TM consists of five domains, including an N-terminal lectin-like domain, followed by six epidermal growth factor (EGF)-like repeats, a serine/threonine–rich domain, a transmembrane domain, and a cytoplasmic domain [11]. The activation of protein C requires thrombin binding to the EGF-like domain and is enhanced by a second site binding to the chondroitin sulfate (CS) moiety attached to the serine/threonine–rich domain [12]. In addition to an anticoagulant function, previous studies have revealed multiple biological roles for TM including anti-inflammation [13], cell-cell adhesion [14], cell-matrix adhesion and migration [10], cell proliferation, and angiogenesis [15], which are linked to different domains of TM. While TM peptides consisting of EGF-like repeats and serine/threonine-rich domains stimulate cell proliferation, migration, and angiogenesis [15], whether the CS moiety of TM participates in these processes remains unclear. Previous studies have suggested that proteoglycans containing CS play a significant role in regulating cell adhesion and migration in a variety of cell types [1619]. The CS moiety on CD44, a transmembrane glycoprotein, modulates cell migration on type I collagen in melanoma cells, which is abolished by chondroitinase ABC (ChABC), an enzyme that cleaves CS from the core protein [16]. Similarly, CD44-associated CS proteoglycan mediates EC migration and adhesion on fibrinogen [17]. In addition, CS proteoglycans regulate cell growth, differentiation, and migration of neural precursor cells [20].

We hypothesized that the CS moiety of TM has functional roles in VSMCs adhesion and migration analogous to the CS of other membrane proteins. We tested our hypothesis by examining the effect of ChABC and the CS-devoid TM mutant expression on VSMCs adhesion and migration. Our results indicate that TM expression promotes cell spreading, adhesion, and migration involving the activation of β1-integrin and FAK and the CS moiety is required for these processes.

Methods

Cell culture

Human aortic VSMCs (HASMCs) purchased from Cascade Biologics (Portland, OR, USA) were amplified in medium 231 with smooth muscle growth supplement (Cascade Biologics). A7r5 cells were purchased from the American Type Culture Collection (Manassas, VA, USA). HASMCs and A7r5 cells were cultured in Dulbecco’s modified Eagle’s medium (DMEM, Life Technologies, Inc.) containing 10% fetal bovine serum (FBS, HyClone), 25 mM HEPES, Glutamax, 100 U/ml penicillin, and 100 μg/ml streptomycin at 37 °C under 5% CO2 humidified atmosphere. HASMCs were used between 3 and 6 passages.

Lentivirus-based knockdown of TM expression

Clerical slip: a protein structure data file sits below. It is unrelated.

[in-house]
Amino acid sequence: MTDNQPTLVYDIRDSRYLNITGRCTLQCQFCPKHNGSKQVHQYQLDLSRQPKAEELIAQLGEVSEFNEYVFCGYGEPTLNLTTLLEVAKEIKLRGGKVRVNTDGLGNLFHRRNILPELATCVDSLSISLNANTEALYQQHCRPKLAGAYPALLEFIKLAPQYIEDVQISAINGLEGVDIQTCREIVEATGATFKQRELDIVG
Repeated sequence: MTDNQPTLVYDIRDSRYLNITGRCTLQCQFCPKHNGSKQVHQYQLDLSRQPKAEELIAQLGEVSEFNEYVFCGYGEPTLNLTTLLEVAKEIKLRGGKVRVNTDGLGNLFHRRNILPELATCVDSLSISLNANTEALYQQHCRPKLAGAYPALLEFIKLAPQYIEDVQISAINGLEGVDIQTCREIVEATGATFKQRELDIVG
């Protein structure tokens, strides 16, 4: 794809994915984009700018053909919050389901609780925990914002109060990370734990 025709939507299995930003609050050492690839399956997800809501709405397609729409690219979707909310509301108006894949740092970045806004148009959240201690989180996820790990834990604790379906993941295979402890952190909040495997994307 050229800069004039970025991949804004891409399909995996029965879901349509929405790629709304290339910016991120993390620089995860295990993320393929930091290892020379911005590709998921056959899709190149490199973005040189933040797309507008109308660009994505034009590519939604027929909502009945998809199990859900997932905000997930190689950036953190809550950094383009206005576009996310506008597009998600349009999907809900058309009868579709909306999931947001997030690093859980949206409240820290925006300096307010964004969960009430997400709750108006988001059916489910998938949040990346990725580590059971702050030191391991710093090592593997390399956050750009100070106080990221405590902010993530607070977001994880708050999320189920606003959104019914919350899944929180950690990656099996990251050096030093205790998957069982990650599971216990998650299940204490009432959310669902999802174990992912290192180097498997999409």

pLKO.1-puro-shTM, pCMV-ΔR8.91 and pMD.G were obtained from National RNAi core facility (Academia Sinica, Taiwan). The lentivirus stock was prepared as previously described [21]. HASMCs were infected with a viral stock in complete medium for 5 days and were processed for the subsequent experiments.

Transient transfection

A7r5 cells at 40-60% confluence were transfected with Fugene HD (Roche Applied Science) at a 2.5:1 ratio to plasmid DNA. The amount of DNA was adjusted if necessary. The medium was replaced 12 or 24 h later, and the cells were harvested 48 or 72 h later. Transfection efficiency was consistently 30–50% as determined by green fluorescent protein expression.

Immunoblotting analysis

Following treatments, VSMCs were lysed and immunoblotting was performed as previously described [22]. TM, FAK phosphorylation (Tyr397), and FAK expression were detected by incubation with a primary antibody for TM (mouse clone D-3, Santa Cruz Biotechnology), pFAK-Y397 (rabbit polyclonal antiserum, Upstate) or FAK (rabbit polyclonal antiserum, BD Transduction Lab.), followed by horseradish peroxidase (HRP)-conjugated goat anti-mouse or anti-rabbit IgG (Vector Laboratories). Protein bands were visualized by enhanced chemiluminescence using ECL-Plus (PerkinElmer, Inc.) and quantified densitometrically. Expression of α-tubulin (mouse clone B-5-1-2, Sigma) or β-actin (mouse clone AC-15, Sigma) was used as loading control.

Site-directed mutagenesis

TM DNA within the pEGFP-N1 vector was mutated at serine 490 and 492 to alanine using the QuikChange™ site-directed mutagenesis kit from Stratagene (La Jolla, CA, USA) following the manufacturer’s instructions. DNA sequencing confirmed the mutations.

Adhesion assay